"There's a lot of resistance to writing a poem," said Alyssa Martin, ARC's English instructor. "They say they don't know how or don't know enough words in English. Then the idea of reading it in public is beyond comprehension."

After some opening remarks by ARC director Jennifer Gurecki, each student heads to the stage. The poems, thick with metaphorical imagery, touch on themes as varied as their authors.

Some express the surge of confidence that comes from accomplishing something beyond your assumed limits. Some harken to former lives in Mexico or China, family separations and parental sacrifices. Others depict being victims of racism or the simple hardships of farm labor.

The relief on a student's face is palatable as each leaves the stage to warm applause.

"It's pretty intense because I actually put my emotions into it," Mijares said. "My real emotions."

ARC was founded in 2004 by Katie Zanto, a professor at Sierra Nevada College near Lake Tahoe, as her master's thesis. Besides the program in Yosemite, which is in its third year and operates under the umbrella of the University of California at Merced Yosemite Field Station, there's another in Lake Tahoe that is affiliated with UC Berkeley.

The 40-day summer course is supplemented and reinforced year-round. There are monthly retreats, and Yosemite program director Sarah Cupery Ottley and Martin make regular school visits for tutoring and writing workshops.

ARC's Merced/Yosemite program is funded by the Stewardship Council, Yosemite Conservancy and Merced County Office of Education. All participants are on scholarship, though families are given the opportunity to contribute. The course costs about $5,000 per student.

While ARC was designed for English-language learners, that is no longer a requirement.

"We try to find youth that will benefit most from what we offer," said Gurecki, who oversees both the Yosemite and Lake Tahoe programs. "The kids don't have to be English-language learners. But if you look at the communities we serve, that's generally the way it works out."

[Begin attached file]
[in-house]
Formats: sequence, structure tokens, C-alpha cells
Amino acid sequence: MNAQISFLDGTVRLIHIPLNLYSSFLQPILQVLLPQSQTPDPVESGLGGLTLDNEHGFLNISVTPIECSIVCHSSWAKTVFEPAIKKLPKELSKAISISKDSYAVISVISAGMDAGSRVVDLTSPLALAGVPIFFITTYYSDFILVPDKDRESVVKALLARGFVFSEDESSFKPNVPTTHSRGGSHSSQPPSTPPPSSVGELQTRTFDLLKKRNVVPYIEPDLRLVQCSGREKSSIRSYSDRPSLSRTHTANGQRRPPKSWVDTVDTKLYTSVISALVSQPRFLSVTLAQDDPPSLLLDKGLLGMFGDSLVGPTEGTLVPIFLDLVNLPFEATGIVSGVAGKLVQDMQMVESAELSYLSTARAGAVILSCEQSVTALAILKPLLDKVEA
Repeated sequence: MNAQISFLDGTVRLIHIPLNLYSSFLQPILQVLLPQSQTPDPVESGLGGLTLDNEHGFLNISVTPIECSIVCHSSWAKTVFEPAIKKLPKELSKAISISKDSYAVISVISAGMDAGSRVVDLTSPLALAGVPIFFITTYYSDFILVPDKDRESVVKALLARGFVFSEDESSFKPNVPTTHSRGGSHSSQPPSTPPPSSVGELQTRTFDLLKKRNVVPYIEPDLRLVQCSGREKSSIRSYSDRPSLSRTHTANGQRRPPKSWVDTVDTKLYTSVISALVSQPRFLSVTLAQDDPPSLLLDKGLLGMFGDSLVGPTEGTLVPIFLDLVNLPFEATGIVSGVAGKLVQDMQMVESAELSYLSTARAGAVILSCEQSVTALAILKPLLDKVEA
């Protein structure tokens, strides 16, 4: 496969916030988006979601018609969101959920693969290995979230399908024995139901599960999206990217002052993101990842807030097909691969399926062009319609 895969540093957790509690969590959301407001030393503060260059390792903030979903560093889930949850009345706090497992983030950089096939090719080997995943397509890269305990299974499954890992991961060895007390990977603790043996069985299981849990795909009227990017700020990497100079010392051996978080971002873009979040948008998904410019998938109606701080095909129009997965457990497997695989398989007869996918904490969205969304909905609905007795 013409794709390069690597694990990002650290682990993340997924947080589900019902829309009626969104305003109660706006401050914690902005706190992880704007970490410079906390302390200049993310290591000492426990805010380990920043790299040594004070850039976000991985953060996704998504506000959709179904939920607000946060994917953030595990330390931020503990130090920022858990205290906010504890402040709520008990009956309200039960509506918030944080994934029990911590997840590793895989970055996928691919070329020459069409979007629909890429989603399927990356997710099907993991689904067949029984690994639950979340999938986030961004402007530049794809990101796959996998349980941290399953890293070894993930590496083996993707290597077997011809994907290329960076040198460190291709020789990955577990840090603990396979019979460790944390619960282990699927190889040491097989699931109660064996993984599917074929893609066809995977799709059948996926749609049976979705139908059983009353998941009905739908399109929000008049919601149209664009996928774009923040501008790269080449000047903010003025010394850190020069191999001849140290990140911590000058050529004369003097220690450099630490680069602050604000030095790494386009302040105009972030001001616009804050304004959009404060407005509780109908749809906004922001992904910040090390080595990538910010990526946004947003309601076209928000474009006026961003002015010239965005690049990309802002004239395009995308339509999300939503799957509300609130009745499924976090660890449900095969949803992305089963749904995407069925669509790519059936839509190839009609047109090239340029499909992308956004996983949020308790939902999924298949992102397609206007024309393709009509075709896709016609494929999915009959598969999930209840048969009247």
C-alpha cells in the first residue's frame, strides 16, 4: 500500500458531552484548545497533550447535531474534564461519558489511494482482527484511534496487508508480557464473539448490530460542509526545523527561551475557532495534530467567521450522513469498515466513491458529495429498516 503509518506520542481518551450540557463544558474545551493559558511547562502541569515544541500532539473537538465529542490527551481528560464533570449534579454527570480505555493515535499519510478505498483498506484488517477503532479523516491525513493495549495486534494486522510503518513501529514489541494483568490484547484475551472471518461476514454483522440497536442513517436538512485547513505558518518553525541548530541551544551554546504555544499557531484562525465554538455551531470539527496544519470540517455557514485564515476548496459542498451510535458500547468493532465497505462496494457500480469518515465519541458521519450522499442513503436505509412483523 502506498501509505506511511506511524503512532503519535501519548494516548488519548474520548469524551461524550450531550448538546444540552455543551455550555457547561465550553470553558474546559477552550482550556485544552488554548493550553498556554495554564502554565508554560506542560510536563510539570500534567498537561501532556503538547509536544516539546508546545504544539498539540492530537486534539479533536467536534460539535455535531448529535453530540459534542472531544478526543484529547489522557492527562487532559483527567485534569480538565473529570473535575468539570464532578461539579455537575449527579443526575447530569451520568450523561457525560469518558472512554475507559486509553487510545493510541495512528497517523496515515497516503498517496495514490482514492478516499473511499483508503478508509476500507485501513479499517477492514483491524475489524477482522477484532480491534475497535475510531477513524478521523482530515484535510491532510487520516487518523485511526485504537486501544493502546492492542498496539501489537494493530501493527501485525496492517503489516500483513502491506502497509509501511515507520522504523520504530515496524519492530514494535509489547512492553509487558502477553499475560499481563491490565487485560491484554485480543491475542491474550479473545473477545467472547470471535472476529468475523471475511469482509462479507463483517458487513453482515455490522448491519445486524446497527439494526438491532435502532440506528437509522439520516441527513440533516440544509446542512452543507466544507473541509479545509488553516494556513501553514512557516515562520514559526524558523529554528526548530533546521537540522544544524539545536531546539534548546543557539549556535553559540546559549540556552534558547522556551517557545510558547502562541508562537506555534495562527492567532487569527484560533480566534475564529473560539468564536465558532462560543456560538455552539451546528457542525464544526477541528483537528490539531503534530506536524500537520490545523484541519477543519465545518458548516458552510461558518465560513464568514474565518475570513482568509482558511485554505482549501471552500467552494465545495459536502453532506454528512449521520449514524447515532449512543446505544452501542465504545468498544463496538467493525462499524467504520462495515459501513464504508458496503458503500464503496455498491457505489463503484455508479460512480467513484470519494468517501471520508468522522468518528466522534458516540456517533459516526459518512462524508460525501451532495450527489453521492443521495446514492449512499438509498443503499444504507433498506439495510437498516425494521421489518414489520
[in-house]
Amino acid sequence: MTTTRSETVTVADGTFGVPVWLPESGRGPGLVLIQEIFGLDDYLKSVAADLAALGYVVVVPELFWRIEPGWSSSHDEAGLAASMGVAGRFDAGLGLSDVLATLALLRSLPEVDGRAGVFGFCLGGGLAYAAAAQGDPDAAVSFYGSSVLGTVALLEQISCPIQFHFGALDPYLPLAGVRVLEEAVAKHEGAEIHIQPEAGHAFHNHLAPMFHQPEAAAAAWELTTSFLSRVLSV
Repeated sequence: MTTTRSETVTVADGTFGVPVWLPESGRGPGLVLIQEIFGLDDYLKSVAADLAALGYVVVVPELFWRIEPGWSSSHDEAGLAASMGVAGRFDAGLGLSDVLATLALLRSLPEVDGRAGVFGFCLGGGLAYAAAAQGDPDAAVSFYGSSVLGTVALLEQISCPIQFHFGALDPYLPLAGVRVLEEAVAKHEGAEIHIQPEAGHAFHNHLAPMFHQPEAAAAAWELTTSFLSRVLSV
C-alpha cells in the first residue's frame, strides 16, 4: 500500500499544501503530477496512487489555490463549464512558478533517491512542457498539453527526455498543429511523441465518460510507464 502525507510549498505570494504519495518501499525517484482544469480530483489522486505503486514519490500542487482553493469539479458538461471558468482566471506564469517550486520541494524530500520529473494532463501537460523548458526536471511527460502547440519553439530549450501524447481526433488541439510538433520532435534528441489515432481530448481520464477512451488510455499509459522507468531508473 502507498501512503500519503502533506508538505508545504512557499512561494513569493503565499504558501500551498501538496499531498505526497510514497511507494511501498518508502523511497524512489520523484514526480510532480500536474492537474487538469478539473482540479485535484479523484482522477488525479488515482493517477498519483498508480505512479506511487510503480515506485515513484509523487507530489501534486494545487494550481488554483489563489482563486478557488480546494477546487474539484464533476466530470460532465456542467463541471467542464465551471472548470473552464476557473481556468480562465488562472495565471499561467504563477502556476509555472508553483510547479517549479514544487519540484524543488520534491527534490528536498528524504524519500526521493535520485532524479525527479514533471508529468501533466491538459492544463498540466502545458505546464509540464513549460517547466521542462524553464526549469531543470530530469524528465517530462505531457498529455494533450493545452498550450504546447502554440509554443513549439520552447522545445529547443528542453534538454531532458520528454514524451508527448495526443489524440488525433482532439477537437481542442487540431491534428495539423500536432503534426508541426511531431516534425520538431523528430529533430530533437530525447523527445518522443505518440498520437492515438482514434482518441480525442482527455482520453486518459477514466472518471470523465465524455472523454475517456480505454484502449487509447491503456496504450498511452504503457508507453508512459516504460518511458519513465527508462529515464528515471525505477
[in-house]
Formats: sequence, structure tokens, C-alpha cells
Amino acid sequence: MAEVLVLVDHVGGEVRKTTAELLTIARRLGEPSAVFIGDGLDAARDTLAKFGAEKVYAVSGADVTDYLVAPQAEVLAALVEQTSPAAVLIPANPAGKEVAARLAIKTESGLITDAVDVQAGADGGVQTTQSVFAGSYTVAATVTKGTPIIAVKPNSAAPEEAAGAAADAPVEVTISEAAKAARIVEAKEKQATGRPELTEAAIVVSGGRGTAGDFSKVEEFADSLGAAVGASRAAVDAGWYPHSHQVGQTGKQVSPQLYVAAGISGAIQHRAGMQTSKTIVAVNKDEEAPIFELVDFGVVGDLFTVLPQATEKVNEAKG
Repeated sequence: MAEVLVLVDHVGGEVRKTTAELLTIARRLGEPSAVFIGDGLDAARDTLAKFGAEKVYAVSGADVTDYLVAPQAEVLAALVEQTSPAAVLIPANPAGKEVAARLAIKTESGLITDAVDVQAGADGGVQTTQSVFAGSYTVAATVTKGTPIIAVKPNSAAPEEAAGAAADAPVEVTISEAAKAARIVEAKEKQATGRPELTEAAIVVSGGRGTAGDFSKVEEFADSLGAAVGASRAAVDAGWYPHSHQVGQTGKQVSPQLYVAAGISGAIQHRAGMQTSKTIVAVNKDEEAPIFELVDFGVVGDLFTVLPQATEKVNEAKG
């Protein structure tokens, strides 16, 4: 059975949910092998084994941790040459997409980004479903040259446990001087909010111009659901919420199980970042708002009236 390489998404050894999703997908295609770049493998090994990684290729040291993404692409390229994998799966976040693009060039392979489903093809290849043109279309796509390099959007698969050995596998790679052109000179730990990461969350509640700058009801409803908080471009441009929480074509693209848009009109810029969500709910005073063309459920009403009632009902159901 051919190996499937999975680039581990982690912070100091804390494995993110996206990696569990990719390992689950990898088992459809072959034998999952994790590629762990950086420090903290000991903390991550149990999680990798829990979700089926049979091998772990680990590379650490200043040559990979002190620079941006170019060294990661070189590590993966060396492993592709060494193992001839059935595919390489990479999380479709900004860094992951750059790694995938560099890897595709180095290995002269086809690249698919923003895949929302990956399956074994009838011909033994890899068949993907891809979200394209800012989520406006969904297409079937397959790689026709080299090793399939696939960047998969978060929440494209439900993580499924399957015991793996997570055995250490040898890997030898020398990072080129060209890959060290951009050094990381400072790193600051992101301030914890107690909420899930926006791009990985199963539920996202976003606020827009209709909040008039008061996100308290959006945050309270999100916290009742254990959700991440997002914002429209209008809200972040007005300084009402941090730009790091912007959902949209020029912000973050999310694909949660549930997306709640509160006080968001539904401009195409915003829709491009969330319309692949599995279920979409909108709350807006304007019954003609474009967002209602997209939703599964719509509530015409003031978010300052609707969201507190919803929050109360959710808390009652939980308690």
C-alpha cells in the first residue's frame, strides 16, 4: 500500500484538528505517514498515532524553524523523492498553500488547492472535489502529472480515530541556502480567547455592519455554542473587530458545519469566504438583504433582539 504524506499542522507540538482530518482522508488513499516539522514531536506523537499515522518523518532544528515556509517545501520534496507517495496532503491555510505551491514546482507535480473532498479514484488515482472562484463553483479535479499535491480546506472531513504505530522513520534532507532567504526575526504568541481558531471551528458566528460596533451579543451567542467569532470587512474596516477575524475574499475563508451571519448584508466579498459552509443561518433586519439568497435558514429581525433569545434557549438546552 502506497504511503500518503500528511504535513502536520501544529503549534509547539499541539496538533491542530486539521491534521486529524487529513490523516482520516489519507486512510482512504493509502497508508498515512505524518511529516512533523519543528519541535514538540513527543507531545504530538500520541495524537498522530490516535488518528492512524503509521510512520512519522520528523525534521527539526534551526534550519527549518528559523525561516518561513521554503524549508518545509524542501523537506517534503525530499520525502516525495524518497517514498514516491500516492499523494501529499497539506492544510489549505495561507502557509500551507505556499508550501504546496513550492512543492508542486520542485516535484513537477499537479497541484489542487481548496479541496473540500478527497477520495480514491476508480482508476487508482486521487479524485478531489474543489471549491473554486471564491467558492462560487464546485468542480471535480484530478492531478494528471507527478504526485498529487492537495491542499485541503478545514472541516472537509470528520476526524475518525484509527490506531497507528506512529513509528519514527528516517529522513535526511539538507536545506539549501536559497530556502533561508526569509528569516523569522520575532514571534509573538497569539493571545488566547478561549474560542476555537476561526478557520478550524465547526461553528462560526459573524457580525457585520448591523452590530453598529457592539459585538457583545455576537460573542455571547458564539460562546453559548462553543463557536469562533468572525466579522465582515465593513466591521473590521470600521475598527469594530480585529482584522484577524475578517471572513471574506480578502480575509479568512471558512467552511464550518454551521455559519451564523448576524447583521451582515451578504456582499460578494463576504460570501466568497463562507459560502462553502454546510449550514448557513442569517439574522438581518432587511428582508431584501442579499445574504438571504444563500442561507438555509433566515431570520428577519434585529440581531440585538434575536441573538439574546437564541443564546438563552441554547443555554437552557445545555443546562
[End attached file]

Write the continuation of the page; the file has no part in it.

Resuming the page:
The Yosemite program is designed to serve primarily Merced County youth. Gurecki is open to the idea of expanding into other national parks, including Sequoia & Kings Canyon, but needs additional funding.

Before being accepted into the 40-day program, students must sign contracts pledging that they will speak English at all times; refrain from any abusive behavior; and not form any exclusive relationships. Doing so ensures an inclusive, encouraging atmosphere, Gurecki said.

Now comes the key question: Is ARC making a difference? There are a few statistics, contained in a program fact sheet, that seem to indicate it does.

t ARC participants have a 92% passing rate on the Language Arts Section of the California High School Exit Exam. That's compared to a 42% statewide rate for English-language learners and 72% for students from disadvantaged backgrounds.

t ARC participants enroll in college at a 77% clip. That's compared to 36% nationwide for Hispanic high school graduates and 46% for whites.

"It's an intense program, but for the kids that go through it, I've noticed a boost in their self-esteem," said Heather Ruiz, assistant principal at Dos Palos High. "It's been a very positive thing for us."

Yosemite's ARC group spends about half the 40 days in the backcountry and half at a Wawona Elementary School base camp. They go on three backpacking trips, the last of which is a four-night journey around Ostrander Lake that involves cross-country travel.

The trip is led entirely by students, with instructors tagging along for safety. On the final evening, the group decides to wake up at 4:30 the next morning to make extra time for a climb of Buena Vista Peak.

So what if it adds two miles to what's already a nine-mile hike?

"It was spectacular," Mijares said of the summit view. "We could see everything from up there."